8) One of my emails home during the ’03 deployment spoke of being unable to sleep, because, a few minutes before my head hit the cot, three soldiers came into the Emergency Room and found out the man they were inquiring about had died there an hour earlier, and the guy’s “battle buddy” ran outside the vestibule, fell to his knees, and howled his sorrows at the stars above. Throughout that night, I kept awaking to the sounds of his anguished screams and put myself in his position, wondering how I’d react if Shane were killed. My dad, a decorated Vietnam War aviator, wrote me back and said he was convinced that I had “become a man now. And a damned fine one at that.”
Even…or maybe especially…those who are opposed to the war should thank the men and women who have served.
This made me cry. You’re awesome.
As a Canadian, the way Americans appreciate the work their soldiers do is one of the things I envy about the U.S.
From a civilian, and a neighbour, thank you.
PB, me too. three times.
this is too good for my lousy alliteration today. well, at least this early in the day. maybe after lunch.
I’m thankful..and I love hearing ways others have shown their appreciation and gratitude.
chamblee54 – I think you’re right. I believe the opposition to the war has been misunderstood. I think most opposed to this war feel that opposition BECAUSE they’re thinking of our troops. It’s not an issue of wether or not they’re doing a good job..it’s an issue of wether or not we believe their lives should have been put in danger in the first place.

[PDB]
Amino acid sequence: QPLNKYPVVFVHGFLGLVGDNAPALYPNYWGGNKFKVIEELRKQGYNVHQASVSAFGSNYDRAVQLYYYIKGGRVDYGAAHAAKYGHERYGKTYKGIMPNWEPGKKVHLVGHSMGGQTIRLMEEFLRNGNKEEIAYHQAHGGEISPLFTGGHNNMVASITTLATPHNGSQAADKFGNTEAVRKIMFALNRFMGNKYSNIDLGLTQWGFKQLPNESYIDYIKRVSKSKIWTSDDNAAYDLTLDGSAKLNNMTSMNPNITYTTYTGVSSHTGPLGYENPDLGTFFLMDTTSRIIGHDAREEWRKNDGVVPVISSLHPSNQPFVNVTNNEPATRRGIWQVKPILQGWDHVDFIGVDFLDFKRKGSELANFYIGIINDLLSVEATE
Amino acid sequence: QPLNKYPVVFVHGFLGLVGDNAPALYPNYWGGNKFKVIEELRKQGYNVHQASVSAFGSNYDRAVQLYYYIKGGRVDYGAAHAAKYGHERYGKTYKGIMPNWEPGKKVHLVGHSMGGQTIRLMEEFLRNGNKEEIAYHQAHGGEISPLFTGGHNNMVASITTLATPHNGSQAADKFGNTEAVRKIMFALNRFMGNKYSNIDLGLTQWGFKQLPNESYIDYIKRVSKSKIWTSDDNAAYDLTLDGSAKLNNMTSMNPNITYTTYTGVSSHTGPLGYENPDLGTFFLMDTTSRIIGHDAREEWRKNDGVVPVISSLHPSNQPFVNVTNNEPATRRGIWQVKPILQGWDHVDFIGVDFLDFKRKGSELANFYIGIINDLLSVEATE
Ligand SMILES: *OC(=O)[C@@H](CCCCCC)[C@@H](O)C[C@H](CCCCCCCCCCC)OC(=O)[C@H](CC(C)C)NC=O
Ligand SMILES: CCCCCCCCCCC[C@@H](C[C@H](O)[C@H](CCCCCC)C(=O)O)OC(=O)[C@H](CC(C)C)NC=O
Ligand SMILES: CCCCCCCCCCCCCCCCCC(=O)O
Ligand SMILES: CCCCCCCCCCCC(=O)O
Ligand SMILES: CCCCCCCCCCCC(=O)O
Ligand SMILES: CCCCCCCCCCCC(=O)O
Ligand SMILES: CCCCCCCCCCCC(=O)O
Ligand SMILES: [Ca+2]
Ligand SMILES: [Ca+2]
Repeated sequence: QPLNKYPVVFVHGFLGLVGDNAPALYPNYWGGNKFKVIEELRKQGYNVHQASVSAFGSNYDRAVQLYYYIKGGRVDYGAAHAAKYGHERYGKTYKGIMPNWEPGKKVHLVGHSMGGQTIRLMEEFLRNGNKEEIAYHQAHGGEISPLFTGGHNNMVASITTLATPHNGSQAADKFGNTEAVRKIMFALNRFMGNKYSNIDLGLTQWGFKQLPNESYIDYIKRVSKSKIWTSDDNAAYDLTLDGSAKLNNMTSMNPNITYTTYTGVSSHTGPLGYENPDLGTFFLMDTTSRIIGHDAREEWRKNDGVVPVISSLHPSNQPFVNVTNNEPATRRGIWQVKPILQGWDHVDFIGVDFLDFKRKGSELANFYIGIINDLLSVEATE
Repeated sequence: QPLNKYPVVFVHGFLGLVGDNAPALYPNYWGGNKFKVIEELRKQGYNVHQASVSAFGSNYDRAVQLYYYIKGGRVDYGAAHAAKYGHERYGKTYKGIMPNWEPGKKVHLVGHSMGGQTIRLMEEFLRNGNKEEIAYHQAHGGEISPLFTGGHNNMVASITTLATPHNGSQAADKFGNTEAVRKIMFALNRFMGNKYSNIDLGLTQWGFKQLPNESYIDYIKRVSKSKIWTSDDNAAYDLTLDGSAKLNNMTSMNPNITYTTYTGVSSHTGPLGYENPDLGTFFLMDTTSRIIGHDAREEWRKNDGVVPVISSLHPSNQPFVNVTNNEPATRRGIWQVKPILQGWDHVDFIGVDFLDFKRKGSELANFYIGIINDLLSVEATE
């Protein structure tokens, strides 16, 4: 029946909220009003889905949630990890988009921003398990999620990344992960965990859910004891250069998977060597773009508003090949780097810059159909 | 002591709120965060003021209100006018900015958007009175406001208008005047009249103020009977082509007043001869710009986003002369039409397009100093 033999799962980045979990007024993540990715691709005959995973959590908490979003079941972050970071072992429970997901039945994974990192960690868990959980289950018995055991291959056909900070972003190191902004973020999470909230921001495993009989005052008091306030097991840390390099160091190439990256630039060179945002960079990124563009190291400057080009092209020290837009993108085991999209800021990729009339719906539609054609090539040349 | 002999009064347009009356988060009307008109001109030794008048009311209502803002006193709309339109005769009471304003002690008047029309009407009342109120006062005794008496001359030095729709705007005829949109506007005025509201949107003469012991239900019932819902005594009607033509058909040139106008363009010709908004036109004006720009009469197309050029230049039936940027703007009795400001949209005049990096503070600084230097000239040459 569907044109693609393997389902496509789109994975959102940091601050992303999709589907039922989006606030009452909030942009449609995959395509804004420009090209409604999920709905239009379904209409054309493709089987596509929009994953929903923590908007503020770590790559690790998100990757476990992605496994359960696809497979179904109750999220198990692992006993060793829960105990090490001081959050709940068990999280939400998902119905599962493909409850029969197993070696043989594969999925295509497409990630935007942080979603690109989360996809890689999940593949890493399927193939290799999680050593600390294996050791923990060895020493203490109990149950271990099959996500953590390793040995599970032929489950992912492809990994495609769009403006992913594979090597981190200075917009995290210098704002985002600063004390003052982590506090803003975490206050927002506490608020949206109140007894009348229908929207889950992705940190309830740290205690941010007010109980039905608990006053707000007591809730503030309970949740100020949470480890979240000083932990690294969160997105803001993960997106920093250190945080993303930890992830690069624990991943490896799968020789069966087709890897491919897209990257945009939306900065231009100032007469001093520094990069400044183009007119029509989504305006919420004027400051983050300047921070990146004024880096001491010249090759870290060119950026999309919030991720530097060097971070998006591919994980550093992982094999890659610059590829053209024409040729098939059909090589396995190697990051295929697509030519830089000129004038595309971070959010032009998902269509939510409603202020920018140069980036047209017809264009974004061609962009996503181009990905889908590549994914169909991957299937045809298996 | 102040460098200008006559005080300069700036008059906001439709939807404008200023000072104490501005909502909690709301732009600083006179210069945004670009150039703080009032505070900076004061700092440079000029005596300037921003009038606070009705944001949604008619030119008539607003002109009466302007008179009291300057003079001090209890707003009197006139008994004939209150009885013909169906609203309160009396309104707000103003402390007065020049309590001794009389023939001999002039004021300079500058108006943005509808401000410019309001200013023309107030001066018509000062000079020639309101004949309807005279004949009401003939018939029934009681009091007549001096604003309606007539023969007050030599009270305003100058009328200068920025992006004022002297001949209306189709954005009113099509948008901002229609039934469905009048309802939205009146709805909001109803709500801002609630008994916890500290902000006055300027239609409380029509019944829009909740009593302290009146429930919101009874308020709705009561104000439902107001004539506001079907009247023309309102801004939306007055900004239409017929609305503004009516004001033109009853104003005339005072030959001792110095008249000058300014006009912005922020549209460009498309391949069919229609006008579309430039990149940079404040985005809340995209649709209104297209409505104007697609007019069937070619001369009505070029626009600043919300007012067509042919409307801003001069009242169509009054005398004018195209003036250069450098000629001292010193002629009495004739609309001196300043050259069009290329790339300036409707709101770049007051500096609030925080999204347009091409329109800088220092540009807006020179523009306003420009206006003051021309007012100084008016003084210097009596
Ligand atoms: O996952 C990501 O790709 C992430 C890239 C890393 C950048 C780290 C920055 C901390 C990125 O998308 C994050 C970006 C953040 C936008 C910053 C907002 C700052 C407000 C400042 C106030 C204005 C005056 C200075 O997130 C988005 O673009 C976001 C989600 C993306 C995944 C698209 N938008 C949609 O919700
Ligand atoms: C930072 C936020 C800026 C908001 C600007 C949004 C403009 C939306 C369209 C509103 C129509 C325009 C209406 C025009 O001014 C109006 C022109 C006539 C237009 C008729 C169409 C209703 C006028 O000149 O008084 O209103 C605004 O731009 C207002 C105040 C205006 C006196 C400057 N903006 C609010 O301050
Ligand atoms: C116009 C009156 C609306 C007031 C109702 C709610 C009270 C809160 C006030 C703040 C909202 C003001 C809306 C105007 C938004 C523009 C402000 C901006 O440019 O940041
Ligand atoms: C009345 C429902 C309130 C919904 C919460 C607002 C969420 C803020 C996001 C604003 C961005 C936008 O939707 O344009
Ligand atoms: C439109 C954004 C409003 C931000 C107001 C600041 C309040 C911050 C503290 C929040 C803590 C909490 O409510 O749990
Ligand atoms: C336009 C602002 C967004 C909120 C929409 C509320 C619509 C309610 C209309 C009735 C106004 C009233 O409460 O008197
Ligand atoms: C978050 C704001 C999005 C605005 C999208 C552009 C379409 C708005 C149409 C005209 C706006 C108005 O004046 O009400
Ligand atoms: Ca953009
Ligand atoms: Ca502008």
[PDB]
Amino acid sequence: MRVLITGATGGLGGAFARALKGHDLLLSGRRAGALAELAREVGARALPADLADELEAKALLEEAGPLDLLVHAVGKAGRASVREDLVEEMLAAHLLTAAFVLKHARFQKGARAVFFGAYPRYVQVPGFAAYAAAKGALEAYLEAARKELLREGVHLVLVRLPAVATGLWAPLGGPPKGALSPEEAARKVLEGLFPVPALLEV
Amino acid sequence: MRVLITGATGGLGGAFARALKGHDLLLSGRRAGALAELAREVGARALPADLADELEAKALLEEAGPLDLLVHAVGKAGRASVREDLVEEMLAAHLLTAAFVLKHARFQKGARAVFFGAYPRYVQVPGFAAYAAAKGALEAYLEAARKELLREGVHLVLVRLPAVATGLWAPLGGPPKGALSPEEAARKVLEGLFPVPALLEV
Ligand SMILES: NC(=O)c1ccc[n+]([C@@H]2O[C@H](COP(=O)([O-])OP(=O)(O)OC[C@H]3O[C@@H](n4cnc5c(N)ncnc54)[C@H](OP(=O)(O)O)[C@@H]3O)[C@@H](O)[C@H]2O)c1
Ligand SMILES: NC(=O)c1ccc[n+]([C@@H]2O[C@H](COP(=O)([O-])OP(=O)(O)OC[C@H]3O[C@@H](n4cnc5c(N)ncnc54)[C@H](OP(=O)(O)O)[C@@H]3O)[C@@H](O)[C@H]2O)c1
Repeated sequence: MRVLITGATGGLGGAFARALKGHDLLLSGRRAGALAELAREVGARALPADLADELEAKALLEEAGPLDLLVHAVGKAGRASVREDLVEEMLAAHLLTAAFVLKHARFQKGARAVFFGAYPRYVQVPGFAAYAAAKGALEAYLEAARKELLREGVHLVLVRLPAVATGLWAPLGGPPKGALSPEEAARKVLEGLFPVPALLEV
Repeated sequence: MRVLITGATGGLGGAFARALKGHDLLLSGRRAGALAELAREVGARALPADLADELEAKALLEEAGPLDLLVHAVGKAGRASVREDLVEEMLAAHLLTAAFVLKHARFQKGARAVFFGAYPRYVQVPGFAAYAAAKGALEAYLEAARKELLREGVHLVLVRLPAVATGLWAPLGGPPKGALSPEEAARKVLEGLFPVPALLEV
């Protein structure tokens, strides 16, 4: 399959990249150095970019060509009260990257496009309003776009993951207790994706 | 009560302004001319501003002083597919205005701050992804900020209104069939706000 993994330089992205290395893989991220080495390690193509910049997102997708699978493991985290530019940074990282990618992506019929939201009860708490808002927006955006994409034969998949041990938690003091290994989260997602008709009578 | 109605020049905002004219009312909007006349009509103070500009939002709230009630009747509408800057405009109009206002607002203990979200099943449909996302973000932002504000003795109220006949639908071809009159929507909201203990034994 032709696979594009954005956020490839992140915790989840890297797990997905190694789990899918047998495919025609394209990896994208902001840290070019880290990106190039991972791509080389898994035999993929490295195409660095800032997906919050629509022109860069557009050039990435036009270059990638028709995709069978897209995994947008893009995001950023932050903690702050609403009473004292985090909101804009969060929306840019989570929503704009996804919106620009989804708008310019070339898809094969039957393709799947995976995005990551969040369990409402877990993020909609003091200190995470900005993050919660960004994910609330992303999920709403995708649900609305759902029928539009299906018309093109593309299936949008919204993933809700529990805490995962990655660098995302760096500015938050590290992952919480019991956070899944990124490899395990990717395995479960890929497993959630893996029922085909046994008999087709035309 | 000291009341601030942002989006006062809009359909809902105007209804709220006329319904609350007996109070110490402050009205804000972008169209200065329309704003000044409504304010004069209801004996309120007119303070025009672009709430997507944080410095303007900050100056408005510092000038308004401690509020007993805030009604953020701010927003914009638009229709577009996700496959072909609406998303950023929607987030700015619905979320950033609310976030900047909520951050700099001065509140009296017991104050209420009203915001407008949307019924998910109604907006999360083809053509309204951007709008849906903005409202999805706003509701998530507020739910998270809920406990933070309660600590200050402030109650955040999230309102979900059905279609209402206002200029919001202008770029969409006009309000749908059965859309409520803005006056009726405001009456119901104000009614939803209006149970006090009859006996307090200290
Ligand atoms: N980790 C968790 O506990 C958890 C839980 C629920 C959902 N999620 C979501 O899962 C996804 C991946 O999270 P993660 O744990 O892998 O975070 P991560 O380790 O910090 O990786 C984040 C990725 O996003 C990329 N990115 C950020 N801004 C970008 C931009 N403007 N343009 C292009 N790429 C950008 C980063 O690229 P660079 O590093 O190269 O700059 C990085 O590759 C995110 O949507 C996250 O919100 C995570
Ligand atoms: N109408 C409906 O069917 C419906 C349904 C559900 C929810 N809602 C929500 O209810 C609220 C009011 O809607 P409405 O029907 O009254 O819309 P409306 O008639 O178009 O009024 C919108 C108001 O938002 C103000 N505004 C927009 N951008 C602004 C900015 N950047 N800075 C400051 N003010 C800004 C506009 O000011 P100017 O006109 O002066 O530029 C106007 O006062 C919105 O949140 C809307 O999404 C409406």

I live surrounded by a society that believes opposing the war equals being unpatriotic, or not supporting our troops..and it’s just not so. Unfortunately this election fanned the flames of this debate in these parts.
When I hear what these soldiers and their families have gone through the past 5 years I am just in awe at that kind of dedication and sacrifice for our nation..I am also moved to wonder if the end will justify the means.
can’t wait, inspired.
Humble, hungry, hairy HERO harkens horror, honor, havoc, help, hurrahs. Healing? Hmmmm. Happiness? Hellyeah!!
From a 20 year type vet to a True American Hero, thank you.
Proud of you…as always.
This was a great post. The video and your final description of the grieving soldier brought the tears.
Have a Peaceful Veterans Day. And thank you.
p.s. Found you via Punk Rock Dad, and Sherri over at Oh. Hey. Hi!
A damned fine man, indeed. You are awesome, I applaud you. Thank you.
this was a great post. thank you for all you’ve done for us.
Thanks for your service.
I snotted up, too. I don’t know you and you don’t know me, but I’m still glad you made it home.